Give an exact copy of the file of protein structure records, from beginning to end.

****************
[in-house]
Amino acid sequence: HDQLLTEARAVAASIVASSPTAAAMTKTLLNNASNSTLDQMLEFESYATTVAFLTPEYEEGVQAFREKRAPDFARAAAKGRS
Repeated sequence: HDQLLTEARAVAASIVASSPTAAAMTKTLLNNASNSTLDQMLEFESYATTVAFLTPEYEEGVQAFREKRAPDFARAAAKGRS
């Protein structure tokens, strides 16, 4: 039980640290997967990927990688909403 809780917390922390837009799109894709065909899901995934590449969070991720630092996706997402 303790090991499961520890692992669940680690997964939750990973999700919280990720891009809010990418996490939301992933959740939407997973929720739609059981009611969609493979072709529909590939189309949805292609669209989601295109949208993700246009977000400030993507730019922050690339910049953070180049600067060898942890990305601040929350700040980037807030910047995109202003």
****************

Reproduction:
[in-house]
Amino acid sequence: HDQLLTEARAVAASIVASSPTAAAMTKTLLNNASNSTLDQMLEFESYATTVAFLTPEYEEGVQAFREKRAPDFARAAAKGRS
Repeated sequence: HDQLLTEARAVAASIVASSPTAAAMTKTLLNNASNSTLDQMLEFESYATTVAFLTPEYEEGVQAFREKRAPDFARAAAKGRS
């Protein structure tokens, strides 16, 4: 039980640290997967990927990688909403 809780917390922390837009799109894709065909899901995934590449969070991720630092996706997402 303790090991499961520890692992669940680690997964939750990973999700919280990720891009809010990418996490939301992933959740939407997973929720739609059981009611969609493979072709529909590939189309949805292609669209989601295109949208993700246009977000400030993507730019922050690339910049953070180049600067060898942890990305601040929350700040980037807030910047995109202003």